'I Have The Touch' is another in-your-face track, whose drums this time have a much more electronic feel. But David Lord's echoey production and the pace of the song give the feeling of this being played to a crowd of dancing fans. The lyrics are simple yet clever; lines like Any social occassion, it's "Hello, how do you do?/ All those introductions, I never miss my cue capture the themes of communication and human empathy. Though at time things sound a little synthetic - especially in the unnecessary bass before the middle-eight - this is a highly listenable song which doesn't lose anything in the process.
Hereoin in things become a little more difficult. 'The Family And The Fishing Net' is a song which compares the modern marriage ceremony to a voodoo ritual - hardly Gabriel's most anodyne subject matter. From the start it is relentless in its deceptive tempo, which is slower than 'I Have The Touch' but creates a sinister feel of something lurking behind the listener. The main criticism of this though is Gabriel's voice: not only is he often very off-putting in his choice of notes, he is also sometimes difficult to comprehend. Unlike on Peter Gabriel 2, this doesn't matter because the music is rich enough to support the song, but as we shall see this is a problem which afflicts this album a little too much.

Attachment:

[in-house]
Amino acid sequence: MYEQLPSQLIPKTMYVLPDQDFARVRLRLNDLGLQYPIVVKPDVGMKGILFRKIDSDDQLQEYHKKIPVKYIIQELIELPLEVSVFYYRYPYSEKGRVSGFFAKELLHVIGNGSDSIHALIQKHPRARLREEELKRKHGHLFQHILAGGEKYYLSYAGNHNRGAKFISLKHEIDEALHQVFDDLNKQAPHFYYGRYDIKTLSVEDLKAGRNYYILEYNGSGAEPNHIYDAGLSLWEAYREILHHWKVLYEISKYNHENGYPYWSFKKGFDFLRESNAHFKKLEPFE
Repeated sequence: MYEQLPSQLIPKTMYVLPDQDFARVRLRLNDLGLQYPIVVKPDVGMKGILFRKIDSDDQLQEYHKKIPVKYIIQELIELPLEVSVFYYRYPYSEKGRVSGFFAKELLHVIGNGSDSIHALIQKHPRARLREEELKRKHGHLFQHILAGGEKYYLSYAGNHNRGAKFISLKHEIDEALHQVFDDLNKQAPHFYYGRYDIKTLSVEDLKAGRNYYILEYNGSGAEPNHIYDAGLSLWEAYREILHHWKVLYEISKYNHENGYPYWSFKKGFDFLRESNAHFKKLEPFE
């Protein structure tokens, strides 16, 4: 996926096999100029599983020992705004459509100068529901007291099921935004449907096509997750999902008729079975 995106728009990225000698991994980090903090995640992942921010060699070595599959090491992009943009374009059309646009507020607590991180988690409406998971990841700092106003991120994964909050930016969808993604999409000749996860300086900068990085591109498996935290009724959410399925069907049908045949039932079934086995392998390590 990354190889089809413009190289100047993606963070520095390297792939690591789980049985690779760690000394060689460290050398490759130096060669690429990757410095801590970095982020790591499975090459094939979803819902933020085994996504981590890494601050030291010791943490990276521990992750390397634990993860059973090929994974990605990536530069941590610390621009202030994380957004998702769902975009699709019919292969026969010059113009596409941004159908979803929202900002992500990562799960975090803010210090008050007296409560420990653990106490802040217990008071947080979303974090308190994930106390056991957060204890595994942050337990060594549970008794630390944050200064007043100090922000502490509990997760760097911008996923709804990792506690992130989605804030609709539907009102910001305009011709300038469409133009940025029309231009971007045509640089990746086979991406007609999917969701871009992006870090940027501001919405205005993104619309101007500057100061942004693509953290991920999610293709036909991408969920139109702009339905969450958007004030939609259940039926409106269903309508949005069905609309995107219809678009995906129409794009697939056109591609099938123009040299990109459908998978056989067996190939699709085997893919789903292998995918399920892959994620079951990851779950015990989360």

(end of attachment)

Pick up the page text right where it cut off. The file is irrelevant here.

It is often suggested that the track culled as a single is usually the worst on the album. 'Shock The Monkey' is a case in point. Rather than being about animal rights - as many suggested at the time - this is about jealousy, taking the idea that envy causes human beings to behave in primitive and instinct ways. This is a great idea, but the result is a number which is lyrically very flat and musically very irritating. The world influences are there, but they are squandered on what is essentially a pop song, a chance for Gabriel to showboat his vocal range while neglecting the best features of what could have been a brilliant song.
'Lay Your Hands On Me' marks the end of the typical mid-album dip. Gabriel's choice of themes remain diverse as he explores healing through trust, something he would expand on ten years later. This is a quieter and friend number, but the synthesised rhythms and deep keyboards keep up a brooding, sinister façade. The opening lines are both psychedelic and Biblical: Sat in the corner of the garden grill/ With the plastic flowers on the windowsill/ No more miracles, loaves and fishes/ Been so busy with the washing of the dishes. There are some subtle yet wonderful riffs in this piece on what sounds like a steel drum of some kind. True, this is a little too long, but not to the extent that it becomes boring, especially with the energetic guitar-drum ending.